Sam, and their “adventures” working in the golden age of comic books. Many of
the events in the book are based on the real-life struggles faced by early
comic book creators, several of whom were Jewish and some of whom were gay. In
addition to a host of other honors, the book won a very well deserved Pulitzer.

Running With Scissors: A Memoir by Augusten Burroughs

There are memoirs, and then there is Running With Scissors, a 2002 book about Burroughs’ insane mother
and the bizarrely dysfunctional foster family he is sent to live with (and
where, as a young teenager, he was involved in a relationship with a much older
man). The real foster family said it was all fiction (though their lawsuit was
settled mostly in Burroughs’ favor). In any event, Burroughs’ shocking,
audacious book changed the genre of the memoir for good.

Mysterious Skin by Scott Heim

When a book becomes
a terrific movie, sometimes the film overshadows its source material. That’s a
mistake in the case of this 1995 novel, which is every bit as powerful as the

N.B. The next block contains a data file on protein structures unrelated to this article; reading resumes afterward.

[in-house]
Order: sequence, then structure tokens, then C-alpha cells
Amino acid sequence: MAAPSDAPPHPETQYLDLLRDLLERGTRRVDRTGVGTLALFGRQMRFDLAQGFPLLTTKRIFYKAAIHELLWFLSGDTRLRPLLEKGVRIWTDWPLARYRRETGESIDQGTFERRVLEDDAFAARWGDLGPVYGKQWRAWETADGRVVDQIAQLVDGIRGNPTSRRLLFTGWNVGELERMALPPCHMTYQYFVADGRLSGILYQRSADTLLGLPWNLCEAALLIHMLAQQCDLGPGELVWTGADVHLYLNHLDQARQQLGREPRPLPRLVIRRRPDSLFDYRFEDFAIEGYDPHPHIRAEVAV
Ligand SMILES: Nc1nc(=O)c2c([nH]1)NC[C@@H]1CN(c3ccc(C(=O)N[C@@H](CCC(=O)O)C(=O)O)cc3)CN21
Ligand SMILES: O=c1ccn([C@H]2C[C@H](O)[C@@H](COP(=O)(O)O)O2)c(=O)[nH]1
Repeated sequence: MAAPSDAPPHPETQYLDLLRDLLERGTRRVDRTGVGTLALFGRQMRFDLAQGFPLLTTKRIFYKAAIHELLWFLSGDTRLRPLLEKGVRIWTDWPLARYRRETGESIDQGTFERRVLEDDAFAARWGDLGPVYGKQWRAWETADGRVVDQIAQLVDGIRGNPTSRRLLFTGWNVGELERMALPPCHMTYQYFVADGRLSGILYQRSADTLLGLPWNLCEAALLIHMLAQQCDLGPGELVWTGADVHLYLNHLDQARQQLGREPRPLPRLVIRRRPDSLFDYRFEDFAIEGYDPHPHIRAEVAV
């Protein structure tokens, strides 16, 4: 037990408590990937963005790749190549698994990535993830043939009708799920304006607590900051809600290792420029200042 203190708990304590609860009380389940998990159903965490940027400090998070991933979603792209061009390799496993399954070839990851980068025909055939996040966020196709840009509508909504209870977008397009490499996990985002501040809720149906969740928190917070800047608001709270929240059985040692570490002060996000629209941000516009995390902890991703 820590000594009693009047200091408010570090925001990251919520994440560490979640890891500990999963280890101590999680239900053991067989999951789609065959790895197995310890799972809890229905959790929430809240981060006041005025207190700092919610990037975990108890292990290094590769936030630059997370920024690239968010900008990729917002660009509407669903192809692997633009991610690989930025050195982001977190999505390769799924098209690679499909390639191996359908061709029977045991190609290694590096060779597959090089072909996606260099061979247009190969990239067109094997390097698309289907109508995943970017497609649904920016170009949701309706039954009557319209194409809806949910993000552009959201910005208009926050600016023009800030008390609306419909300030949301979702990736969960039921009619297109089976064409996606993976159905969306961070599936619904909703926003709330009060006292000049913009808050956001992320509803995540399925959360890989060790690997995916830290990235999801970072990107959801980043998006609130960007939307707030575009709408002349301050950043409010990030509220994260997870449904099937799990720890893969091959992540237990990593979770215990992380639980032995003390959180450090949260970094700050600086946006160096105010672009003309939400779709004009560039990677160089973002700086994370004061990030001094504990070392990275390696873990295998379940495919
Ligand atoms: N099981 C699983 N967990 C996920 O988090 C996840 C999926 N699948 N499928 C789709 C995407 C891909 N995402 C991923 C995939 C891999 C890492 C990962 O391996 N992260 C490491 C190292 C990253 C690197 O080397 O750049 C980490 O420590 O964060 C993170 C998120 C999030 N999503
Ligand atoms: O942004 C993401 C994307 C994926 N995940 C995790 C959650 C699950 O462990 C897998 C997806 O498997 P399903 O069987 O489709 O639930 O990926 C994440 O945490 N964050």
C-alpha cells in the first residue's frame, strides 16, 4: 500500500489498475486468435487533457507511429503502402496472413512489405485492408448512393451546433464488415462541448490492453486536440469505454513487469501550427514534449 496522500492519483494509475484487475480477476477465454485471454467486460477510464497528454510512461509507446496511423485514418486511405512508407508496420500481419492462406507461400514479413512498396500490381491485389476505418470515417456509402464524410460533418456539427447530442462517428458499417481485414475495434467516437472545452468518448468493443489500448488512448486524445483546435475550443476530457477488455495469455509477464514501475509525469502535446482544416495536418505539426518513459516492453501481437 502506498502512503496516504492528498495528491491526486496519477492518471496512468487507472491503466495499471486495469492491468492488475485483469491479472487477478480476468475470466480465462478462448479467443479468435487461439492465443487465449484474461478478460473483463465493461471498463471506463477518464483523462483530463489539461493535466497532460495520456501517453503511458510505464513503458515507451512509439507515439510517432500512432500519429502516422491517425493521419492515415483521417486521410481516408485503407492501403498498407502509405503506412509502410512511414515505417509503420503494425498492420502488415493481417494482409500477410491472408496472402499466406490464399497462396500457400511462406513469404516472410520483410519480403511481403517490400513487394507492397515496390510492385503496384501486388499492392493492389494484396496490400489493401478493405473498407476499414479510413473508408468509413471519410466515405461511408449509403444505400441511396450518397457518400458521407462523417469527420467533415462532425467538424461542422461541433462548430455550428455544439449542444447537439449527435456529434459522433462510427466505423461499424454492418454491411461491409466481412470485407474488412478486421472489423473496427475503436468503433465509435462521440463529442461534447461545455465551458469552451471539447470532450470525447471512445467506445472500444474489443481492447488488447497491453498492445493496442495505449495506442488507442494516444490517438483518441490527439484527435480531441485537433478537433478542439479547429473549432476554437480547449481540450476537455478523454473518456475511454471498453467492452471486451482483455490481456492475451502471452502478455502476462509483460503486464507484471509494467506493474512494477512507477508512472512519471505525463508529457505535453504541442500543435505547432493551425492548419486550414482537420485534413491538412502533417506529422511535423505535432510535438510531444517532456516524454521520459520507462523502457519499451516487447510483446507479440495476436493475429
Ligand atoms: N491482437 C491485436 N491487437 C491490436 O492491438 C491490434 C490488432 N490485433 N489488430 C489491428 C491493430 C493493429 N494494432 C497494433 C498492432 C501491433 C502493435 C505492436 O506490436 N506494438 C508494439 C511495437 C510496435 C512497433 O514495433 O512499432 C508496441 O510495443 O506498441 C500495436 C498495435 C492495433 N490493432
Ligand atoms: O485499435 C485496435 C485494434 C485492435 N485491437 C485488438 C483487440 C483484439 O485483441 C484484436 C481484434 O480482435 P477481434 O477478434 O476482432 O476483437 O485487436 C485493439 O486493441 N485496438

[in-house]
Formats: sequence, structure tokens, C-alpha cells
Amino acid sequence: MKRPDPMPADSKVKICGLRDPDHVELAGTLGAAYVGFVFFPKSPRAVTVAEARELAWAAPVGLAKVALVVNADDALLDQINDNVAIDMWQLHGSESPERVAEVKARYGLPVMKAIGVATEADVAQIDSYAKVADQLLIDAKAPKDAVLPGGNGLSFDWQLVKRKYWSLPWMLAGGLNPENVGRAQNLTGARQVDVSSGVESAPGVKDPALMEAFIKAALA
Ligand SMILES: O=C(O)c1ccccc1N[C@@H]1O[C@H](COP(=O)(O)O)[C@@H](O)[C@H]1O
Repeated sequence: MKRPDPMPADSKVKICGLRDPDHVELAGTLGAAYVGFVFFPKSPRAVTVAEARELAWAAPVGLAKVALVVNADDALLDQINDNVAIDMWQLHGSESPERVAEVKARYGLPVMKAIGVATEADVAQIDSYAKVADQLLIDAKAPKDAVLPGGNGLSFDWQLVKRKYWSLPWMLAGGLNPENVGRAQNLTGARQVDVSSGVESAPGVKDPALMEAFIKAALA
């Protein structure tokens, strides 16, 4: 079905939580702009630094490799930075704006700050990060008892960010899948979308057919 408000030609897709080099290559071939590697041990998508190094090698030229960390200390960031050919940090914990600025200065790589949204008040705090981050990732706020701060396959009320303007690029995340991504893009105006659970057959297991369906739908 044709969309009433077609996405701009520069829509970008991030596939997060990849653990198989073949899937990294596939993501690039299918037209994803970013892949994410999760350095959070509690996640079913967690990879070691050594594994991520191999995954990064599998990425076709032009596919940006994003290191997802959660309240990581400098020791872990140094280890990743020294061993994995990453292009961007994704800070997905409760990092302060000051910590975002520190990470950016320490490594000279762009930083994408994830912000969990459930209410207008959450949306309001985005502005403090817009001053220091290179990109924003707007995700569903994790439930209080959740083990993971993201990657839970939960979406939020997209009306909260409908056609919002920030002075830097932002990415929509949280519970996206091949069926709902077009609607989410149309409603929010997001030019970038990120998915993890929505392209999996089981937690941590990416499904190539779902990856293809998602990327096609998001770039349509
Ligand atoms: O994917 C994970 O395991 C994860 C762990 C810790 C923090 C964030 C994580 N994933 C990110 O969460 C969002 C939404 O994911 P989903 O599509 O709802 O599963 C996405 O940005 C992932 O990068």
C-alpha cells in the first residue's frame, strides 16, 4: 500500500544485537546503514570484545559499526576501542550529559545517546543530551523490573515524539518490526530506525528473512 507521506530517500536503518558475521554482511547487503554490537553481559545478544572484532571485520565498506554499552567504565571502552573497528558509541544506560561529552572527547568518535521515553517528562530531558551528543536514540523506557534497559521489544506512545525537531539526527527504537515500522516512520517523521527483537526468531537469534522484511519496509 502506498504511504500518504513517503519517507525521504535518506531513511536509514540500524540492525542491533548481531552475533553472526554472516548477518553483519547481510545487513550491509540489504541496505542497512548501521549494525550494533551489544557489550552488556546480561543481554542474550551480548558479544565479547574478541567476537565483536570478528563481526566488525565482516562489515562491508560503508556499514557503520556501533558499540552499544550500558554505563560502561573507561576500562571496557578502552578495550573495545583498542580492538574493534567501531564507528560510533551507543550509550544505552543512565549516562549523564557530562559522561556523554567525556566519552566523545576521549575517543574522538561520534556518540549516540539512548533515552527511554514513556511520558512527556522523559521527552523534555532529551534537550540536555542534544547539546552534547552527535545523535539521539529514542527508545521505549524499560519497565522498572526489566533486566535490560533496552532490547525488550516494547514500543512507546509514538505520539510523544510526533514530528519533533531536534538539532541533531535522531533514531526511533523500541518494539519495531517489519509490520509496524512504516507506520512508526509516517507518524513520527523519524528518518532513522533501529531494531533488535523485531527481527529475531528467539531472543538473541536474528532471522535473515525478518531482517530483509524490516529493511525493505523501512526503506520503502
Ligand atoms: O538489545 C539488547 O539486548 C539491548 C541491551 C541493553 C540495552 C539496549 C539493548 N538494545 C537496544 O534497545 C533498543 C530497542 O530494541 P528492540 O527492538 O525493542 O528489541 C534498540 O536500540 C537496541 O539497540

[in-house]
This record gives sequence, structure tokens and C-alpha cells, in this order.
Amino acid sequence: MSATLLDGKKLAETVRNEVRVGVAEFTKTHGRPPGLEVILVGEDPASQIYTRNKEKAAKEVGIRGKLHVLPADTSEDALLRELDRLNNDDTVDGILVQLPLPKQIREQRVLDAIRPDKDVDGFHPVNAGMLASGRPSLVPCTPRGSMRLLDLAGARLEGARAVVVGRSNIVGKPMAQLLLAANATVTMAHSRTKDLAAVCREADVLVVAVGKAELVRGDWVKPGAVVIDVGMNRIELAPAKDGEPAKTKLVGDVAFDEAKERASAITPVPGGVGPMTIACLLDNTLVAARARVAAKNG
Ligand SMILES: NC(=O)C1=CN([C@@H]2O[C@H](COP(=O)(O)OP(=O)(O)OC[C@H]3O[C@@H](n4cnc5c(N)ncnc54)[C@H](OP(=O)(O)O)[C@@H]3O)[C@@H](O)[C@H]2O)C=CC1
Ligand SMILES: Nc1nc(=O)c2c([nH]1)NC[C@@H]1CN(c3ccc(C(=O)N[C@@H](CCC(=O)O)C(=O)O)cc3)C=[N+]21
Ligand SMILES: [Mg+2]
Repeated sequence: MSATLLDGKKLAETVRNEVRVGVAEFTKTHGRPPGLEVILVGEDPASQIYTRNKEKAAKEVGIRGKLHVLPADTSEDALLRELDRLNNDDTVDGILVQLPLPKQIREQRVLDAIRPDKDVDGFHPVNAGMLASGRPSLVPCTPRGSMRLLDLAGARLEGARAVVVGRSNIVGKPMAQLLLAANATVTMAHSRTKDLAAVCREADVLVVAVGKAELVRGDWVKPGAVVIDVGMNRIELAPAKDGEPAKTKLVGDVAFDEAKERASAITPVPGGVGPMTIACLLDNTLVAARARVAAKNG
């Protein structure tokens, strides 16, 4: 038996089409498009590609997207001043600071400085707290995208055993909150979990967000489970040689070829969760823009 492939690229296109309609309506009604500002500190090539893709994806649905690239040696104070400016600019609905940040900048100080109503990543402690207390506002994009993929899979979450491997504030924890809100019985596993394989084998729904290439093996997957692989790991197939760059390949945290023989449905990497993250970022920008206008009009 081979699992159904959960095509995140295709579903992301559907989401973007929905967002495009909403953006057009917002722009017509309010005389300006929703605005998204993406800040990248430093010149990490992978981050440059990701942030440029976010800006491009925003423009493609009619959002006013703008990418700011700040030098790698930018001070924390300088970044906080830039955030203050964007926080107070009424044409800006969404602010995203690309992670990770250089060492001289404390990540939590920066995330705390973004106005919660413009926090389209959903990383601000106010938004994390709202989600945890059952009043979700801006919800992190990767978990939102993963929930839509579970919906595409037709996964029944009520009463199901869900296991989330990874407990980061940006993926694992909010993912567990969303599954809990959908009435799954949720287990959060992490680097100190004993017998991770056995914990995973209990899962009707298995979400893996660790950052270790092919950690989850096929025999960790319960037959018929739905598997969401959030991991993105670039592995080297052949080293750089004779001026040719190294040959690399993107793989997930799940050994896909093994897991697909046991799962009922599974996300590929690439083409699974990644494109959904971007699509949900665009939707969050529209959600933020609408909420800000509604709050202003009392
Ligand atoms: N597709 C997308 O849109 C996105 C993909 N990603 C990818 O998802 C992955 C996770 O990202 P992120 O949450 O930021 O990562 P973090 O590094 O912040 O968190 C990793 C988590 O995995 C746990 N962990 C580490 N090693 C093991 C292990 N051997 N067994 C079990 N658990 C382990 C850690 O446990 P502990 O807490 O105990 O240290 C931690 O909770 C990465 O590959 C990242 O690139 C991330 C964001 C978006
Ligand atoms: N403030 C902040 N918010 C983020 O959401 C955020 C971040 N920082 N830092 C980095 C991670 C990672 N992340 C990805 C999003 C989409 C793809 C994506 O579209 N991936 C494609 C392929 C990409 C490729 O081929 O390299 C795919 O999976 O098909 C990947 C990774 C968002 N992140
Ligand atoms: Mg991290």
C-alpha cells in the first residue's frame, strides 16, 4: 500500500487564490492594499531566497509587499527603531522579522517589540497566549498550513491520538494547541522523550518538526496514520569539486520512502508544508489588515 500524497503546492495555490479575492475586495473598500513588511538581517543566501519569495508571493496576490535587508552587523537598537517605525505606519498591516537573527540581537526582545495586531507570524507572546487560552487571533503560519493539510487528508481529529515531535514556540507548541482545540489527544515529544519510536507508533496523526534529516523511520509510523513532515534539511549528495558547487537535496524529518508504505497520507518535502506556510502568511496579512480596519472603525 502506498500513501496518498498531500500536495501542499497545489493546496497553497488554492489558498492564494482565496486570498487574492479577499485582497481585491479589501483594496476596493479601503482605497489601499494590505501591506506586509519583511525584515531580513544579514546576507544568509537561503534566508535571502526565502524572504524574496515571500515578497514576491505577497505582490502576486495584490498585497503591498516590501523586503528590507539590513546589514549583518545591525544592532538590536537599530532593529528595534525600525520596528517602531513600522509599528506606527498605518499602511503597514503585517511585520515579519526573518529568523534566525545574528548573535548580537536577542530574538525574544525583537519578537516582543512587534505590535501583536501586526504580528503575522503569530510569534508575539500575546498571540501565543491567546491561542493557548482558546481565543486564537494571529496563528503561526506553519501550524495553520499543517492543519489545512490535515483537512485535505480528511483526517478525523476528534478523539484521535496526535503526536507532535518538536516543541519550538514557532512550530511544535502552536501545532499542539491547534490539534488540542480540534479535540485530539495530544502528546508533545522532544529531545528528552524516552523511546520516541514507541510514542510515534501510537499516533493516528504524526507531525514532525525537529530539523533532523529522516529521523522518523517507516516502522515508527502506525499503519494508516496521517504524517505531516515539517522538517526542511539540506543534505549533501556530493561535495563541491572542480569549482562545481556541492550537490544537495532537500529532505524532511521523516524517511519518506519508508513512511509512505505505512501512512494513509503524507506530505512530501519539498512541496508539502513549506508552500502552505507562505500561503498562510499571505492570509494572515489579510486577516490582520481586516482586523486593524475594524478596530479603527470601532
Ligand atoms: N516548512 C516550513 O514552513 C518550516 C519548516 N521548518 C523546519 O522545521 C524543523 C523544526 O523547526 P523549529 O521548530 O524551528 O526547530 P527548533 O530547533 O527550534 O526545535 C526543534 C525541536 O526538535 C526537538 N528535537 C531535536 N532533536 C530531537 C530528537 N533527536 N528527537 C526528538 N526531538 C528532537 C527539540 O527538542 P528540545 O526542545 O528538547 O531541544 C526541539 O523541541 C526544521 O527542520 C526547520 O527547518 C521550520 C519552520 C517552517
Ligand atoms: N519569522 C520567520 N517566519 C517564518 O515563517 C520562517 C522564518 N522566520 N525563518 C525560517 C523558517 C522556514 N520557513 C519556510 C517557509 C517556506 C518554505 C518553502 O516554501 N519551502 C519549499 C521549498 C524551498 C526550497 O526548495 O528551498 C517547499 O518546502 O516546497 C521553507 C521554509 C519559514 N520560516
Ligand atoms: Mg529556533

well received 2004 movie. As young boys, Neil and Brian were both abused by
their baseball coach — an event that pushed the boys in very different
directions. Brian thinks he was abducted by aliens, and Neil has ended up a
prostitute. Only when they meet again as young adults can the truth finally
penetrate the mysterious skin that surrounds them both.

A Boy’s Own Story by Edmund White

22. The Charioteer by Mary Renault

Dream Boy by Jim Grimsley

A Density of Souls by Christopher Rice

The Catch Trap by Marion Zimmer Bradley

Naked by David Sedaris

The Lost Language of Cranes by David Leavitt

Vintage by Steve Berman

The Picture of Dorian Gray by Oscar Wilde

The Mysteries of Pittsburgh
by Michael Chabon

How Long Has This Been Going On by Ethan Mordden

A Single Man by Christopher Isherwood

A Cage of Bones by Jeffrey Round

The P-Town Murders by Jeffery Round

The Hours by Michael Cunningham

Like People in History by Felice Picano

Becoming a Man: Half a Life Story by Paul Monette

Swordspoint by Ellen Kushner:

Rainbow High by Alex Sanchez

40. Brideshead Revisited by Evelyn Waugh

Angels in America by Tony Kushner

Almost Like Being In Love by Steve Kluger

The Celluloid Closet: Homosexuality in the Movies by Vito Russo

How I Paid For College: A Novel of Sex, Theft, Friendship & Musical
by Marc Acito

City of Night by John Rechy

Best Little Boy in the World by Andrew Tobias

As Meat Loves Salt by Maria McCann

The Dreyfus Affair: A Love Story by Peter Lefcourt

Comfort & Joy by Jim Grimsley

50. A Better Place by Mark A. Roeder